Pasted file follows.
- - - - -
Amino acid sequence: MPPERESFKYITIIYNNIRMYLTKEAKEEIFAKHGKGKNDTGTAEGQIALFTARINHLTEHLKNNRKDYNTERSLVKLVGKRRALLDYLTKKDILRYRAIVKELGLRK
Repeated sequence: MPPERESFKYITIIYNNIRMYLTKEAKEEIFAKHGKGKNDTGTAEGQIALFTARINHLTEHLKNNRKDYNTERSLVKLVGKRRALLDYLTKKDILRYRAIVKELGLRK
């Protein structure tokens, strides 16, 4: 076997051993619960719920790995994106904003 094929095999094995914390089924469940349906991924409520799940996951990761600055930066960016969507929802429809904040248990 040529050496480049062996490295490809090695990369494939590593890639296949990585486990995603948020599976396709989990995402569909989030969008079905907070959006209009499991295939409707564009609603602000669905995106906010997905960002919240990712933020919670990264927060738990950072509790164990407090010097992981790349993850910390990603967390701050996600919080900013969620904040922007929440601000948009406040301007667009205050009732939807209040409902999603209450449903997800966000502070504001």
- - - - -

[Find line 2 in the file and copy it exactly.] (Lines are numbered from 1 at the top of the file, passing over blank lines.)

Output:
Repeated sequence: MPPERESFKYITIIYNNIRMYLTKEAKEEIFAKHGKGKNDTGTAEGQIALFTARINHLTEHLKNNRKDYNTERSLVKLVGKRRALLDYLTKKDILRYRAIVKELGLRK